No, there’s the Shockley–Queisser limit to contend with for a single p/n junction. With multi-junction cells, we can exceed the limit but this adds to cost, of course given increased manufacturing complexity. Take a look at the spheres above again--even at the current ~20% efficiency for monocrystalline Silicon cells, we have plenty of annual resources to meet 100% of our primary energy needs now and well into the future.
What is the main challenge of renewable energies?
You get way more energy in the summer than in winter with solar, especially as you move away from the equator, and the opposite is typically true of wind. You have to either build seasonal storage, which is expensive and has a high environmental impact, or roughly double the renewable capacity so even on a cloudy winter day enough energy is being produced. The latter is now called implicit storage because it has the same balancing effect.
There is a company that is at the forefront of electric vehicles (EVs) and energy storage: Tesla. Are they the company of the future?
Their product is beautiful and slick. They are doing great. EVs are going to be the future, but it’s hard to predict whether Tesla will be the leader--all will depend on how strong an entrance is made by the entry of other car companies. Every major automaker has EVs in the medium or short-term pipeline now so competition is about to heat up.
We should have bought Tesla stock a couple of years ago!
And Bitcoin! (laughter)
“Find a mentor in the field whose footsteps you’d like to follow in. Don’t be afraid of rejection--you can’t win if you don’t try.”
We have enjoyed learning about renewable energies. Now let’s focus on your personal journey. How did you become a consultant?
I had done independent consulting for years (during grad school and afterwards) and the R&D/consulting group at CPR seemed like a natural fit.
When did you start thinking about leaving academia and going into consulting?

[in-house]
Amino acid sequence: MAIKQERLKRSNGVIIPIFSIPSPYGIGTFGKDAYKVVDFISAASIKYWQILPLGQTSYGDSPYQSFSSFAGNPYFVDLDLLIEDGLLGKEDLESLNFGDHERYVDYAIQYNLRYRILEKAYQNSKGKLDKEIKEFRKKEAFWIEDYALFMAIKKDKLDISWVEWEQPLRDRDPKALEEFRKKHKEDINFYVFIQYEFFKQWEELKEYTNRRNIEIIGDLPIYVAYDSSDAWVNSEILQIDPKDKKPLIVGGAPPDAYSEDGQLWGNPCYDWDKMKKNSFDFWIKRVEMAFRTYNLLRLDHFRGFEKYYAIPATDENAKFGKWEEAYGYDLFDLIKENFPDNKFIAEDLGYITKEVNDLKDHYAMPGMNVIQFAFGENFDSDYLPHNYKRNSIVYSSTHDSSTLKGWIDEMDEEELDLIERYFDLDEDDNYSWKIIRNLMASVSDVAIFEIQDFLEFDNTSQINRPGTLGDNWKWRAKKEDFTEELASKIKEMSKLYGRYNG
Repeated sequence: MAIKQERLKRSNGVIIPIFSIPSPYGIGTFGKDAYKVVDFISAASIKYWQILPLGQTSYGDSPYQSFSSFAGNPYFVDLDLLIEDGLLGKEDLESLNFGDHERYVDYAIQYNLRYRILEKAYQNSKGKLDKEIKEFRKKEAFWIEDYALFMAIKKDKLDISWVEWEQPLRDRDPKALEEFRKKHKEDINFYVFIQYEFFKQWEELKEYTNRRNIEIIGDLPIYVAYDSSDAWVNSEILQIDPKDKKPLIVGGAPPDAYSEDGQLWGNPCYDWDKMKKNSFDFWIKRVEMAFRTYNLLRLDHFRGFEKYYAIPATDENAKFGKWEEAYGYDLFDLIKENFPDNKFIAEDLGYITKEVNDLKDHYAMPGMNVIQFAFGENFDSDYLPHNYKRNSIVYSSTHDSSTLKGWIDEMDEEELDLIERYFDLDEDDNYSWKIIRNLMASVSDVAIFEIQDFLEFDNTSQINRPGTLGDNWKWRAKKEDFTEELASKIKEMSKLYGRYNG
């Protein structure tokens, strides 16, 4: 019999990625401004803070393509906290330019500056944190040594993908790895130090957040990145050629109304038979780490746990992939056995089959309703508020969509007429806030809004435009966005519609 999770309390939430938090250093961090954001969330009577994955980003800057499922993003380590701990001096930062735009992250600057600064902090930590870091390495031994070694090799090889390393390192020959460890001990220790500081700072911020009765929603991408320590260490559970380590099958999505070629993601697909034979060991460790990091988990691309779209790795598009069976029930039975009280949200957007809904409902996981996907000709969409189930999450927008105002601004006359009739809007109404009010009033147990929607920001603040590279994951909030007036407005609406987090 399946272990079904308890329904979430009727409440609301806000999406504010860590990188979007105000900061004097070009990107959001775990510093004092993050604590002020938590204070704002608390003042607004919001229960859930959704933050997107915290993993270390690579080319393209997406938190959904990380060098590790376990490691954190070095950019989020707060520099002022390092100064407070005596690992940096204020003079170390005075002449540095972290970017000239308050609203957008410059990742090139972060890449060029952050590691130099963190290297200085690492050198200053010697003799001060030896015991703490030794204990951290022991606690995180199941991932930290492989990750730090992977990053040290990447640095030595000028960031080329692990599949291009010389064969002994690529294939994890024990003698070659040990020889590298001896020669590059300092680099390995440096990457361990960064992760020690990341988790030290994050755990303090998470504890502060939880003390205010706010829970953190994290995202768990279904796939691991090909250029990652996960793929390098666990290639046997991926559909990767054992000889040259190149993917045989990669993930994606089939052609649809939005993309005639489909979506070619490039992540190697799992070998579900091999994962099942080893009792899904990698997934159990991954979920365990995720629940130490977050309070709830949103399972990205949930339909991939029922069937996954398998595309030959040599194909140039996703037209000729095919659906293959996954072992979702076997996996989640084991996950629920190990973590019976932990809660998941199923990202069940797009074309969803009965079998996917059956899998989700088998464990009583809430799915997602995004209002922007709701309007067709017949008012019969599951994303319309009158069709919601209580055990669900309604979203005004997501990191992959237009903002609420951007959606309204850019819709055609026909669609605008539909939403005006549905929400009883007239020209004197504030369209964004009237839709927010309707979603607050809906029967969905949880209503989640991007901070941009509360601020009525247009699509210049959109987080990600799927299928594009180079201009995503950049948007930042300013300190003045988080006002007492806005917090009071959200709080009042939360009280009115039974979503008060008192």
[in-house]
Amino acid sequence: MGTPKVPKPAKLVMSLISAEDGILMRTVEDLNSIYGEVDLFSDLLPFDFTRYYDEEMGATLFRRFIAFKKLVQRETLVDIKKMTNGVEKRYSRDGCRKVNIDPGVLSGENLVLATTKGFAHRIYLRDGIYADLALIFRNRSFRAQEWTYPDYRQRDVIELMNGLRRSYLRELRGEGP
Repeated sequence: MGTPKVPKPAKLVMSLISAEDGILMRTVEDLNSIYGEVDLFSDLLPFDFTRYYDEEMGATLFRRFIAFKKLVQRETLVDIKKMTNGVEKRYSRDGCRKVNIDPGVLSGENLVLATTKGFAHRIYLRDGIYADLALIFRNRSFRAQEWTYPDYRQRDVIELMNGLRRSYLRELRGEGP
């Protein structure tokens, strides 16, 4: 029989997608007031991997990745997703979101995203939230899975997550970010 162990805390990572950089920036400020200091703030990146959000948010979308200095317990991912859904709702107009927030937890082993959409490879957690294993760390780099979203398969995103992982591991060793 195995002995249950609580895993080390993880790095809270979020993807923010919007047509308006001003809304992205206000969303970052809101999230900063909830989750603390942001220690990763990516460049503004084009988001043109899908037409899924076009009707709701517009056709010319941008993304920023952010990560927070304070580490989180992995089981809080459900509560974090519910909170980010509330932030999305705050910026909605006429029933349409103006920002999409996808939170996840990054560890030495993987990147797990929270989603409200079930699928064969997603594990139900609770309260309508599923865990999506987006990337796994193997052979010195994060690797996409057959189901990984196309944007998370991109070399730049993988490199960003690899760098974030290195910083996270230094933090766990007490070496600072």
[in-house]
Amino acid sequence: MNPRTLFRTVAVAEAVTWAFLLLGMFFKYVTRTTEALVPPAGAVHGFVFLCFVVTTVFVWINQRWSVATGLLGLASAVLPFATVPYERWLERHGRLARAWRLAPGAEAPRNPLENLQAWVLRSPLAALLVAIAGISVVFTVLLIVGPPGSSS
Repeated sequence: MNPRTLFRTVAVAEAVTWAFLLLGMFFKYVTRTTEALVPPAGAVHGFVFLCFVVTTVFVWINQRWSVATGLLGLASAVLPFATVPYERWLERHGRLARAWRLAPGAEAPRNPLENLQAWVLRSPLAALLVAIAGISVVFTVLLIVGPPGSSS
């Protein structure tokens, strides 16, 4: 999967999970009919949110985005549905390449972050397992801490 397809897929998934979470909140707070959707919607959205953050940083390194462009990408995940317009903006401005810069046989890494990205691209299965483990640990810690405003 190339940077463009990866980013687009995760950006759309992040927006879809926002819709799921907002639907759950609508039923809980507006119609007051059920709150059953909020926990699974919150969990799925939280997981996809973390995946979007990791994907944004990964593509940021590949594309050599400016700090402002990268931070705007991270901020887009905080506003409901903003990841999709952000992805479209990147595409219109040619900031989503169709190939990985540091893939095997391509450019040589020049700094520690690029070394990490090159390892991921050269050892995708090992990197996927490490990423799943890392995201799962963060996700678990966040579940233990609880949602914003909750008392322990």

Going into academia, having been in industry before, I was confident I wanted to return in order to have a bigger positive impact which seemed less possible in academia. Obtaining tenure, from what I gather from friends that have gone through the process is slow and painful for most. This latter point was the proverbial nail in the coffin for me.
Was it difficult to transition from your PhD into consulting?
I was already doing consulting before so that part wasn’t challenging. What did take some adaptation was re-entering the corporate sector: getting over the impostor syndrome that many grad students experience was a slow (and ongoing) process.
Last but not least, what advice would you give to PhD students and Postdocs that want to follow your steps?
Network! Find a mentor in the field whose footsteps you’d like to follow in. Don’t be afraid of rejection--you can’t win if you don’t try.
Finding the right mentor seems to be a commonality among all our guest speakers. With that we conclude the interview. We are so grateful that you agreed to be part of our annual conference, Marc! We are looking forward to meeting you again at the conference.
Disclaimer: This disclaimer informs readers that the views, thoughts, and opinions expressed in the text belong solely to the author, and not necessarily to the author's employer, organization, committee or other group or individual.
Marc Perez, PhD will be joining Beyond Academia on February 26th at 11.00 am. For more information and to register CLICK HERE.
Frank Hidalgo is a 5th year Chembio (with Data Science emphasis) PhD student at UC Berkeley. If you would like to be part of our speaker series, contact him at firstname.lastname@example.org or on LinkedIn.